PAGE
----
Secondly, the advertisements publicised the easy return policy of the e-commerce sites that de-risked buying for the mass consumer who immediately bought into this brand promise. That is not all. The introduction of cash on delivery further bumped up sales in a country where credit-card penetration is low.

Although most studies talk about heavy Internet browsing and shopping by the young, the older age groups are also coming into its fold albeit indirectly. “Anecdotally speaking, we know of 60-year-olds browsing and buying sarees on limeroad.com with the help of youngsters in the house. So a new consumer demography is being added to Internet shopping," says Mukherjee.

Although the key categories in e-tailing are travel, personal computers, mobile accessories and consumer durables, interest in jewellery, textiles, health and beauty products, cars, real estate and investment, packaged consumer goods and food is also growing. “What’s more, e-tailing is not just replacing traditional retail transactions but also stimulating consumption—through research and comparison—that would not otherwise take place," says Lochan.

Lucy Unger, managing director, FITCH, refers to this research and comparison phenomenon, driven by the Internet, in the GenZ report. “In terms of shopping, the behaviour of Gen X and Y is a very linear ‘see and buy’ process. However, with GenZ that ‘see’ and ‘buy’ are separated by a period of ‘aspirational browsing’. They will have Googled items before leaving home, browsed Pinterest, used the Web to cross check prices and Instagram their friends for assurance before a purchase is made and it’s Tweeted about," the report observes.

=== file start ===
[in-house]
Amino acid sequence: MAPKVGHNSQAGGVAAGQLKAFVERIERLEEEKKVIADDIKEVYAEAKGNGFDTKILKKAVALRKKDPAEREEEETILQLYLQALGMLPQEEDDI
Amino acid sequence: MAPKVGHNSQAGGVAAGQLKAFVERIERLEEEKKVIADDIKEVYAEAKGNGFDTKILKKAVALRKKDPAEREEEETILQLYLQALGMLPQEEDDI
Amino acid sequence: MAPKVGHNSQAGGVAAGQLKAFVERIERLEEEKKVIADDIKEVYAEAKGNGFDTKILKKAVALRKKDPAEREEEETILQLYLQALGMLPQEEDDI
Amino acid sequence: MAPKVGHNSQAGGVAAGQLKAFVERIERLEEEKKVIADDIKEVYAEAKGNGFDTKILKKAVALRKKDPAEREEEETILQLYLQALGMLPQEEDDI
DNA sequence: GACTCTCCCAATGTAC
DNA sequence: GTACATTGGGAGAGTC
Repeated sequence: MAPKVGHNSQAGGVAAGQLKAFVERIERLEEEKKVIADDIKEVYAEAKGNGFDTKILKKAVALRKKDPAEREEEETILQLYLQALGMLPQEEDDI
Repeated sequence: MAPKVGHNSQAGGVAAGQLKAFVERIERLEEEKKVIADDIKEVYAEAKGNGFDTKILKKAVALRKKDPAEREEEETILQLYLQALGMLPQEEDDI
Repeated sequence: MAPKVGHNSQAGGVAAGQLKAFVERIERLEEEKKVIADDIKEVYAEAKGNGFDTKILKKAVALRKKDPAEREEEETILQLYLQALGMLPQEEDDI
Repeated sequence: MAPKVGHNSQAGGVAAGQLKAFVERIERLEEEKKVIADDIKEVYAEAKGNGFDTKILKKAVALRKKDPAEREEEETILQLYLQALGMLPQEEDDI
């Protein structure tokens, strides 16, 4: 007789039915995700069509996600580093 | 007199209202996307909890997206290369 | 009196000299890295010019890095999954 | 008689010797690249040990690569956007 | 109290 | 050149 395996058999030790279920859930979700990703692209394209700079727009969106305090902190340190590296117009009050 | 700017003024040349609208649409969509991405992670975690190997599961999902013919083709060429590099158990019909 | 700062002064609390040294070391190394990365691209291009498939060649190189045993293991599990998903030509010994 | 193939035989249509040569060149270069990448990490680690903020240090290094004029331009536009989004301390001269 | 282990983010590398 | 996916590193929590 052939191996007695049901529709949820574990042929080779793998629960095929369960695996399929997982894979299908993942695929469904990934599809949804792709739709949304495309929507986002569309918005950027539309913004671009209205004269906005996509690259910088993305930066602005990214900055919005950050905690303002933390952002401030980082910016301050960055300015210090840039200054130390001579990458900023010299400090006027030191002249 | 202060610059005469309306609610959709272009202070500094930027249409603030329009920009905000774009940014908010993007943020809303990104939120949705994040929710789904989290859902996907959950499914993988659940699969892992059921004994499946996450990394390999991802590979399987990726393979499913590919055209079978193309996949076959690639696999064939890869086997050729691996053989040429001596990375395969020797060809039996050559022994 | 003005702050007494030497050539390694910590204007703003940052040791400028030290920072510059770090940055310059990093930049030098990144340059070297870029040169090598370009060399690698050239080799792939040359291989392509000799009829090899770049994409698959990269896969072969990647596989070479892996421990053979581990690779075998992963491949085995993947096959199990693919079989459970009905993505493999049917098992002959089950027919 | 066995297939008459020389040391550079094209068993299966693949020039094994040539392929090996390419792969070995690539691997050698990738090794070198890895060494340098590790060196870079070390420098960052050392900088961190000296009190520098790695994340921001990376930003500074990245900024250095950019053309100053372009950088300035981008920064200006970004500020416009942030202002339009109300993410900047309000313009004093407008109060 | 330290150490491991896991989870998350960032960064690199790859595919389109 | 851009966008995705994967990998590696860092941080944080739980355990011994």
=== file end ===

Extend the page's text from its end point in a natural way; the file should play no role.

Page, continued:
India is a vibrant market for Internet sales growing at 88-90% a year, says Unger. Of course, lower prices are a big factor pulling shoppers online, but the medium also allows for disruption and fast change as well as very targeted and tailored retail opportunities. “We know that, on the whole, consumers like retail to inspire, entertain and engage them, and the Internet certainly facilitates this..." she says.

FITCH calls GenZ (14 to 19-year-olds) the most complex and critical shopper, for, by 2020, it will be the largest group of consumers worldwide making up 40% of the US, Europe and the BRIC countries and 10% in the rest of the world.

E-commerce may be a growing area for India but challenges still remain. For Unger, pragmatic things like simple access to the Internet particularly in rural areas (where coverage is less reliable) and the relatively low penetration of credit cards are both key factors. Neither of these factors is insurmountable of course.

It’s very possible, however, that rather than becoming an e-commerce nation, India could become an m-commerce nation. Mobile penetration in India is extremely high and increasingly cheap smartphones mean access is becoming more possible for more people. India could leapfrog e-commerce, Unger says. Mukherjee could not agree more. Within three months of the launch of its mobile app, 65% of limeroad’s total sales are now coming from the mobile.